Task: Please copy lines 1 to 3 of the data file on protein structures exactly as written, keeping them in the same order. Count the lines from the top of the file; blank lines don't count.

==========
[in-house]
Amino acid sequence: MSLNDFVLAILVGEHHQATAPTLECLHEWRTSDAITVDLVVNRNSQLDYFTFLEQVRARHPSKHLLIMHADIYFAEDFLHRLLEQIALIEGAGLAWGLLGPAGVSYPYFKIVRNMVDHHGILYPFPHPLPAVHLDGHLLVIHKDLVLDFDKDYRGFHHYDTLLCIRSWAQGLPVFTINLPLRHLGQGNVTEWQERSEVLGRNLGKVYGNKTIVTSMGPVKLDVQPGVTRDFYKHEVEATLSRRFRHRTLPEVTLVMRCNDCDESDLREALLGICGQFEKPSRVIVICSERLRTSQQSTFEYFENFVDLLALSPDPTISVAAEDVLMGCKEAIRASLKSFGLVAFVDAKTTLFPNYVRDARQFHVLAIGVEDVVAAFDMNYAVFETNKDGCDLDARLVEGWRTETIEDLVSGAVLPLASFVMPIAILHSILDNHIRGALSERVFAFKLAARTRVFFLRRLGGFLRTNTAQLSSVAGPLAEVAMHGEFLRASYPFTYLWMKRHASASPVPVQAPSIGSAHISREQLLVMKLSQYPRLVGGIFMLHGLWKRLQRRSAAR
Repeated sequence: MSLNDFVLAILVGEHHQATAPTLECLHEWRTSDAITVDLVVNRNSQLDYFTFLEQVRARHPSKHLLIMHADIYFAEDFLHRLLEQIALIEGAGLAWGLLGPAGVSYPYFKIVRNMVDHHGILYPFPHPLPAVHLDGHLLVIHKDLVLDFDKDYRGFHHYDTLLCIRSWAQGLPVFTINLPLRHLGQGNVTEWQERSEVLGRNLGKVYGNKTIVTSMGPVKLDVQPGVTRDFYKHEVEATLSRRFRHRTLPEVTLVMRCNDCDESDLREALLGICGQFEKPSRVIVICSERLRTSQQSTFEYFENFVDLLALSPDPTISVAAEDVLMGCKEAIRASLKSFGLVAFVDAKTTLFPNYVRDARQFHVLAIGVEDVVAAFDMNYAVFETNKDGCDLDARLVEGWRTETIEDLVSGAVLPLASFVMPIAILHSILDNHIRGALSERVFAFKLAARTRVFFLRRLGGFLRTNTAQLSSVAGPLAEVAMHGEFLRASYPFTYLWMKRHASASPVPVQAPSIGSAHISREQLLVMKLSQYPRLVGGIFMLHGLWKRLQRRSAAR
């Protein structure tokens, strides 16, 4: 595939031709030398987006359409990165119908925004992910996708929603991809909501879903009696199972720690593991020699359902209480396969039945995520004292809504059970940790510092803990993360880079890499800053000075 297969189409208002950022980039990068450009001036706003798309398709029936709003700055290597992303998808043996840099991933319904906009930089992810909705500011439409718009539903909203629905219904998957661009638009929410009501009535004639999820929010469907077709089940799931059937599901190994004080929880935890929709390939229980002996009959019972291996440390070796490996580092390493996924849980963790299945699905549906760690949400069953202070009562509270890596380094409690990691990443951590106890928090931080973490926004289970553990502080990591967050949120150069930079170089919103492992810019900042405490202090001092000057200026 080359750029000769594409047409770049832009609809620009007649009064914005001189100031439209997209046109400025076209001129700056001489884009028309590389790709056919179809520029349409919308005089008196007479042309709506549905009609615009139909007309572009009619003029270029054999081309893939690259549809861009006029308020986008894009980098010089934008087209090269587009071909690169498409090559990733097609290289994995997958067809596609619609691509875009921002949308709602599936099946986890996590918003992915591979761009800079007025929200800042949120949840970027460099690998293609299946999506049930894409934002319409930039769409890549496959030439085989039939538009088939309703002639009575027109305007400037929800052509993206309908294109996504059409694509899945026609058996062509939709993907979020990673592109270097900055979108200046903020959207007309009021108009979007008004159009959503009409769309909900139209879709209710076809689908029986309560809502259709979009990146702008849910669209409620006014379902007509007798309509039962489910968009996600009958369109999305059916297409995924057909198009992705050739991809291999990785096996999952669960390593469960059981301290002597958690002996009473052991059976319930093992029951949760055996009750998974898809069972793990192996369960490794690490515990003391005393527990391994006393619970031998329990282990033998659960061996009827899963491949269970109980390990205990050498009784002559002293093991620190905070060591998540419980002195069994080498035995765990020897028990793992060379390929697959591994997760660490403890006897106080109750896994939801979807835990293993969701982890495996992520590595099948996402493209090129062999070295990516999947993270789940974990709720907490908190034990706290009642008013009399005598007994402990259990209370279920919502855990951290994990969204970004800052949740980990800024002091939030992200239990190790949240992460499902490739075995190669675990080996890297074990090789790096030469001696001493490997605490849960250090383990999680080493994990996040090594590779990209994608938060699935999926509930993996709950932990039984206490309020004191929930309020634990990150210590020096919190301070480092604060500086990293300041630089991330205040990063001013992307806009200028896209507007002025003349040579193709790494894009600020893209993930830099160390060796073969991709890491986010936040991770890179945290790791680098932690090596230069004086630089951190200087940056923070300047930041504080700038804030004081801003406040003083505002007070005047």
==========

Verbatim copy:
[in-house]
Amino acid sequence: MSLNDFVLAILVGEHHQATAPTLECLHEWRTSDAITVDLVVNRNSQLDYFTFLEQVRARHPSKHLLIMHADIYFAEDFLHRLLEQIALIEGAGLAWGLLGPAGVSYPYFKIVRNMVDHHGILYPFPHPLPAVHLDGHLLVIHKDLVLDFDKDYRGFHHYDTLLCIRSWAQGLPVFTINLPLRHLGQGNVTEWQERSEVLGRNLGKVYGNKTIVTSMGPVKLDVQPGVTRDFYKHEVEATLSRRFRHRTLPEVTLVMRCNDCDESDLREALLGICGQFEKPSRVIVICSERLRTSQQSTFEYFENFVDLLALSPDPTISVAAEDVLMGCKEAIRASLKSFGLVAFVDAKTTLFPNYVRDARQFHVLAIGVEDVVAAFDMNYAVFETNKDGCDLDARLVEGWRTETIEDLVSGAVLPLASFVMPIAILHSILDNHIRGALSERVFAFKLAARTRVFFLRRLGGFLRTNTAQLSSVAGPLAEVAMHGEFLRASYPFTYLWMKRHASASPVPVQAPSIGSAHISREQLLVMKLSQYPRLVGGIFMLHGLWKRLQRRSAAR
Repeated sequence: MSLNDFVLAILVGEHHQATAPTLECLHEWRTSDAITVDLVVNRNSQLDYFTFLEQVRARHPSKHLLIMHADIYFAEDFLHRLLEQIALIEGAGLAWGLLGPAGVSYPYFKIVRNMVDHHGILYPFPHPLPAVHLDGHLLVIHKDLVLDFDKDYRGFHHYDTLLCIRSWAQGLPVFTINLPLRHLGQGNVTEWQERSEVLGRNLGKVYGNKTIVTSMGPVKLDVQPGVTRDFYKHEVEATLSRRFRHRTLPEVTLVMRCNDCDESDLREALLGICGQFEKPSRVIVICSERLRTSQQSTFEYFENFVDLLALSPDPTISVAAEDVLMGCKEAIRASLKSFGLVAFVDAKTTLFPNYVRDARQFHVLAIGVEDVVAAFDMNYAVFETNKDGCDLDARLVEGWRTETIEDLVSGAVLPLASFVMPIAILHSILDNHIRGALSERVFAFKLAARTRVFFLRRLGGFLRTNTAQLSSVAGPLAEVAMHGEFLRASYPFTYLWMKRHASASPVPVQAPSIGSAHISREQLLVMKLSQYPRLVGGIFMLHGLWKRLQRRSAAR